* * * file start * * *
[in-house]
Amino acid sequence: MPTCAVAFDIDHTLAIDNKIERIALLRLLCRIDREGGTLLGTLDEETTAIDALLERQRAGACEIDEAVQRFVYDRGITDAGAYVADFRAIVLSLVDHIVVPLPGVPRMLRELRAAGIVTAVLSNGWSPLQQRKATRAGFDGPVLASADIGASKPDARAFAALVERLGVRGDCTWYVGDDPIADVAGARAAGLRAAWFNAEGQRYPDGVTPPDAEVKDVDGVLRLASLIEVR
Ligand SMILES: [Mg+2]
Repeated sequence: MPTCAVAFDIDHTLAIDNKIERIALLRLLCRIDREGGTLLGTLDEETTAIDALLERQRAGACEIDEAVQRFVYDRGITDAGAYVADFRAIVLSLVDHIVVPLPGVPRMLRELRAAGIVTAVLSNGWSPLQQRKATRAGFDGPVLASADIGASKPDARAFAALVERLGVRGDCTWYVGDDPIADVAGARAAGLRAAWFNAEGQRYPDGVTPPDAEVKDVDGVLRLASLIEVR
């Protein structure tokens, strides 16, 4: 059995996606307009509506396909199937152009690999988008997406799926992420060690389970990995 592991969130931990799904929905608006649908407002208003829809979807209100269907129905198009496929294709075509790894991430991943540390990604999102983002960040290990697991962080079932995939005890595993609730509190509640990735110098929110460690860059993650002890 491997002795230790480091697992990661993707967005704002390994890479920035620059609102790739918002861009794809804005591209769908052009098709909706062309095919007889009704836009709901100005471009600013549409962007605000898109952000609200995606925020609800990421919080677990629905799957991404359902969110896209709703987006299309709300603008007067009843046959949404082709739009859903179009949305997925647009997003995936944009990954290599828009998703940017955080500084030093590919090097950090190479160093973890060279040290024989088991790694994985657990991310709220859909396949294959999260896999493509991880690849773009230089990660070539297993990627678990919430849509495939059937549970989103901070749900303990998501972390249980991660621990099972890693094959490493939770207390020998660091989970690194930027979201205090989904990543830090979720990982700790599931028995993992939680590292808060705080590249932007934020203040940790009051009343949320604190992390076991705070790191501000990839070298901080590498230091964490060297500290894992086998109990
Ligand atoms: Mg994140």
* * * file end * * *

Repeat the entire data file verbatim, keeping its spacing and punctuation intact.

[in-house]
Amino acid sequence: MPTCAVAFDIDHTLAIDNKIERIALLRLLCRIDREGGTLLGTLDEETTAIDALLERQRAGACEIDEAVQRFVYDRGITDAGAYVADFRAIVLSLVDHIVVPLPGVPRMLRELRAAGIVTAVLSNGWSPLQQRKATRAGFDGPVLASADIGASKPDARAFAALVERLGVRGDCTWYVGDDPIADVAGARAAGLRAAWFNAEGQRYPDGVTPPDAEVKDVDGVLRLASLIEVR
Ligand SMILES: [Mg+2]
Repeated sequence: MPTCAVAFDIDHTLAIDNKIERIALLRLLCRIDREGGTLLGTLDEETTAIDALLERQRAGACEIDEAVQRFVYDRGITDAGAYVADFRAIVLSLVDHIVVPLPGVPRMLRELRAAGIVTAVLSNGWSPLQQRKATRAGFDGPVLASADIGASKPDARAFAALVERLGVRGDCTWYVGDDPIADVAGARAAGLRAAWFNAEGQRYPDGVTPPDAEVKDVDGVLRLASLIEVR
């Protein structure tokens, strides 16, 4: 059995996606307009509506396909199937152009690999988008997406799926992420060690389970990995 592991969130931990799904929905608006649908407002208003829809979807209100269907129905198009496929294709075509790894991430991943540390990604999102983002960040290990697991962080079932995939005890595993609730509190509640990735110098929110460690860059993650002890 491997002795230790480091697992990661993707967005704002390994890479920035620059609102790739918002861009794809804005591209769908052009098709909706062309095919007889009704836009709901100005471009600013549409962007605000898109952000609200995606925020609800990421919080677990629905799957991404359902969110896209709703987006299309709300603008007067009843046959949404082709739009859903179009949305997925647009997003995936944009990954290599828009998703940017955080500084030093590919090097950090190479160093973890060279040290024989088991790694994985657990991310709220859909396949294959999260896999493509991880690849773009230089990660070539297993990627678990919430849509495939059937549970989103901070749900303990998501972390249980991660621990099972890693094959490493939770207390020998660091989970690194930027979201205090989904990543830090979720990982700790599931028995993992939680590292808060705080590249932007934020203040940790009051009343949320604190992390076991705070790191501000990839070298901080590498230091964490060297500290894992086998109990
Ligand atoms: Mg994140």